The Notes on Use section of Instruction 6.18.1343 WIRE FRAUD now notes Kelly v. United States,
140 S.Ct. 1565 (2020).
The intent element to Instruction 6.18.1347 HEALTH CARE FRAUD now reads "knowingly,
voluntarily and intentionally." Accordingly, some of the prior discussion of willfulness is omitted from the Notes on Use section of Instruction. It also now omits passages declaring that an "affected commerce" is proved if the money obtained through execution of the scheme was paid through a financial institution insured by the FDIC.
Instructions 6.18.1591 SEX TRAFFICKING OF CHILDREN OR BY FORCE, FRAUD, OR COERCION and 6.18.1956K CONSPIRACY TO LAUNDER MONEY are new.
Instruction 6.18.2250 has been retitled "FAILURE TO REGISTER UNDER SEX OFFENDER REGISTRATION AND NOTIFICATION ACT (SORNA) (18 U.S.C. § 2250(a)))." It has been thoroughly rewritten; the changes cannot be concisely summarized here.
The Notes on Use section of Instruction 6.18.2252 RECEIPT, POSSESSION OR DISTRIBUTION OF MATERIAL CONTAINING CHILD PORNOGRAPHY discussion of mens rea has been rewritten consistent with United States v. Collier, 932 F.3d 1067 (8th Cir. 2019).
The discussion of intent to distribute in the Notes on Use section of Instruction 6.21.841A CONTROLLED SUBSTANCES—POSSESSION WITH INTENT TO DISTRIBUTE has been updated. There is also a new discussion of possession as a lesser included, and special considerations that apply when physicians are charged (noting the good faith instruction in United States v. Smith, 573 F.3d 639 (8th Cir. 2009)).
Instructions 6.21.841A.1 to 6.21.841D were completely rewritten; the changes cannot be concisely summarized here.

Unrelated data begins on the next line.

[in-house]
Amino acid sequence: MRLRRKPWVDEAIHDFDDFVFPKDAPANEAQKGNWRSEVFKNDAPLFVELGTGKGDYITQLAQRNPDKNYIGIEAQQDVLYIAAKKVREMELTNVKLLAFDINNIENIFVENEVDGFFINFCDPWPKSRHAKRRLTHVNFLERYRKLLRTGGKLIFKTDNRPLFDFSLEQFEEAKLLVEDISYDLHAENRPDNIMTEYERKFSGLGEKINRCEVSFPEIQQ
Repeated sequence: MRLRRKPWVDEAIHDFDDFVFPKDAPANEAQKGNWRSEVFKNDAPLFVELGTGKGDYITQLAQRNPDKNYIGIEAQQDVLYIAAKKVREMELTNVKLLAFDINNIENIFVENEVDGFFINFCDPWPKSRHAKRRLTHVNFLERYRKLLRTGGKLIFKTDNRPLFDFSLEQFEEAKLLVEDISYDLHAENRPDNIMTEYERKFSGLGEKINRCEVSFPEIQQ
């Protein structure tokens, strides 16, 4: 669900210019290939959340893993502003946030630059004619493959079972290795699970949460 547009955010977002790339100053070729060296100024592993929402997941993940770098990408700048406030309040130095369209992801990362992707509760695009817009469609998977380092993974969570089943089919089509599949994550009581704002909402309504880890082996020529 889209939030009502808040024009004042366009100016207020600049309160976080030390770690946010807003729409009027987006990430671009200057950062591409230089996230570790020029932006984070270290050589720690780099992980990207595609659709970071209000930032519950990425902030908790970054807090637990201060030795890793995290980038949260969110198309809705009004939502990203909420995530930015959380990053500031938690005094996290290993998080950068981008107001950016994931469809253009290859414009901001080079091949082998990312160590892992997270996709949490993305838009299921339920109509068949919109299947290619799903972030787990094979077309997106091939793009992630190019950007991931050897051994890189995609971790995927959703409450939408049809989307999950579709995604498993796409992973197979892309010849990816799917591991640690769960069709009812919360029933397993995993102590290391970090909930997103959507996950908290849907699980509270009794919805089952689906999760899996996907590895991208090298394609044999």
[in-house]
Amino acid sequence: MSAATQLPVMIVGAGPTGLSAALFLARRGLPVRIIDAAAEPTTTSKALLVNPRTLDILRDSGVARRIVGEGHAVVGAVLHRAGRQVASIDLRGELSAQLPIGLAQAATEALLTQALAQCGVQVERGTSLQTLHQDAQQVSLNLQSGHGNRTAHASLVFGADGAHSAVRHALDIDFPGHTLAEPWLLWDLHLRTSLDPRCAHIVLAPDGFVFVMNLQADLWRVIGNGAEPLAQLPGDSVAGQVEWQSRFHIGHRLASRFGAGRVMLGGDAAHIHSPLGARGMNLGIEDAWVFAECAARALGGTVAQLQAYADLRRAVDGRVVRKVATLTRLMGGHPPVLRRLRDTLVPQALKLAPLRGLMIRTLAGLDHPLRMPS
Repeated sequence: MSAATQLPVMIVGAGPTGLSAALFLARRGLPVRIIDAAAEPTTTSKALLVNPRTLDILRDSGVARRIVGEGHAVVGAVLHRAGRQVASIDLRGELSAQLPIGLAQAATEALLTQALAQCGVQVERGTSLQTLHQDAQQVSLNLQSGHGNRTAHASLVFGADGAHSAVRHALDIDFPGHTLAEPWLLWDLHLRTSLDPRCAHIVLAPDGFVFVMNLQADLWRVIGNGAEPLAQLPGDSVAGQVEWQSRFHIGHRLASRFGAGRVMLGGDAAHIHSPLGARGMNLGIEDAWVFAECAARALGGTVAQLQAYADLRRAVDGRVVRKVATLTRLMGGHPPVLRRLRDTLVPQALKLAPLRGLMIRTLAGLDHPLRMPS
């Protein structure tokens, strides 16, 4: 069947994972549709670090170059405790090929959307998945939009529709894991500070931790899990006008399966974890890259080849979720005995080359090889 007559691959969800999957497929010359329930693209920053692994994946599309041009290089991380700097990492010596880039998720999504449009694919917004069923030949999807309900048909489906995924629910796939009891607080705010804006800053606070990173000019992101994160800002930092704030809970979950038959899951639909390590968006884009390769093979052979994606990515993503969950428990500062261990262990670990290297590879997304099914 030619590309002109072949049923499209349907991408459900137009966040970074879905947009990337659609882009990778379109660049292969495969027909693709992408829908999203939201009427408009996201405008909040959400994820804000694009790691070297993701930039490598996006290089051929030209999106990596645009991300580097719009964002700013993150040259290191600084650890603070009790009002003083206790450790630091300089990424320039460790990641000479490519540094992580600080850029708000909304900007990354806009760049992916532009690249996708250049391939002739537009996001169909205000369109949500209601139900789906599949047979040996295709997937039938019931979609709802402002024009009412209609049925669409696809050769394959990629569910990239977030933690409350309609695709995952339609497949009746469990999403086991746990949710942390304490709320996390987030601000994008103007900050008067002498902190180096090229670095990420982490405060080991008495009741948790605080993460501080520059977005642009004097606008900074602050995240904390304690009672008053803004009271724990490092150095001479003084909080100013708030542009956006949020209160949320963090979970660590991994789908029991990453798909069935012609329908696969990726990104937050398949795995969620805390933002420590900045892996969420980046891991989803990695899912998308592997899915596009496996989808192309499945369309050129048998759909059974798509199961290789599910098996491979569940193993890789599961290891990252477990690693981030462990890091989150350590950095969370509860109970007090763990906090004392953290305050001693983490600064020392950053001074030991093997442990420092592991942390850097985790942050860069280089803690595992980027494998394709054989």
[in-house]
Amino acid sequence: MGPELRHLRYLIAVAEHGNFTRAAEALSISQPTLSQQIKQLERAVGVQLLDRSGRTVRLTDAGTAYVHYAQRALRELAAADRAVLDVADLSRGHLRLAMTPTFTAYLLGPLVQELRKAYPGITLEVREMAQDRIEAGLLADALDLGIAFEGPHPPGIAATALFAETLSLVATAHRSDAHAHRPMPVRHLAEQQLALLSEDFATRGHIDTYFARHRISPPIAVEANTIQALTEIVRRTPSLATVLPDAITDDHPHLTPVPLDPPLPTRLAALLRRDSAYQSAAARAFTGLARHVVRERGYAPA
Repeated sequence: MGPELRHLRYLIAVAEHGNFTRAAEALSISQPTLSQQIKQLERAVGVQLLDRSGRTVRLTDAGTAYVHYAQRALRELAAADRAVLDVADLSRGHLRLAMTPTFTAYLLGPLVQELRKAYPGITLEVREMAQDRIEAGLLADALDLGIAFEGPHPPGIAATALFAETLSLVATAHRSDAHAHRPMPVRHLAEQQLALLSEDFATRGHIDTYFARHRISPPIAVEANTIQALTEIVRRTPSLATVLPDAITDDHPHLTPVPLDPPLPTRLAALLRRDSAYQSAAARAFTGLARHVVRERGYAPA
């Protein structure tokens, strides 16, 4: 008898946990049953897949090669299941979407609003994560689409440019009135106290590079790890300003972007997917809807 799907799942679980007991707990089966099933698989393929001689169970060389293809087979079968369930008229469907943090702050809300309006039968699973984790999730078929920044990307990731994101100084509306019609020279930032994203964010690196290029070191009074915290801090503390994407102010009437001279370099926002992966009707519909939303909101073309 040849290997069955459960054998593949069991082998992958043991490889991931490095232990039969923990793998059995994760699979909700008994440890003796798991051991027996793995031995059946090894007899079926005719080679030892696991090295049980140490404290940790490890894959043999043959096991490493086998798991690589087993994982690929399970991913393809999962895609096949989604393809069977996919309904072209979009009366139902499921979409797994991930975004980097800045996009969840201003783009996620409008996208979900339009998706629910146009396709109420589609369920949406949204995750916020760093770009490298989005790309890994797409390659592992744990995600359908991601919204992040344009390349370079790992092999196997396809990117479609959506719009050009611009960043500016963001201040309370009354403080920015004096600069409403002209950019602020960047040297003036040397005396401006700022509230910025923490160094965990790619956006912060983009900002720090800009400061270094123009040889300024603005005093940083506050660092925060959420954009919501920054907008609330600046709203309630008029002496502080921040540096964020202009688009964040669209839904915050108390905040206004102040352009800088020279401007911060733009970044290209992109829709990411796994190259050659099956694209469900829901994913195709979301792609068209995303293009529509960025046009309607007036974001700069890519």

The elements list in Instruction 6.26.5861 FIREARMS-POSSESSION OF UNREGISTERED FIREARMS now reads"
The crime of [possession of] [receiving] an unregistered firearm, as charged in Count
_____ of the Indictment, has fourfive elements, which are
One, on or about [date], the defendant knew [he][she] had the knowinglypossessed a [firearm in [his][her] possession;][destructive device];
Two, the defendant knewweapon was [describe the type of firearm was a [as one defined in 26 U.S.C. § 5845(a) for which registration is required];
Three, the defendant knew the firearm was a [describe the type of firearm, e.g. short-barreled shotgun] [short-barreled
rifle][or machine gun][silencer][destructive device];]
ThreeFour, the firearm [was capable of operating as designed] [could readily be put in
operating condition]; and
Five, the firearm was not registered to the defendant in the National Firearms Registration and Transfer Record.
The Notes on Use section was substantially rewritten, and now notes United States v. White, 863 F.3d 784 (8th Cir. 2017) (en banc).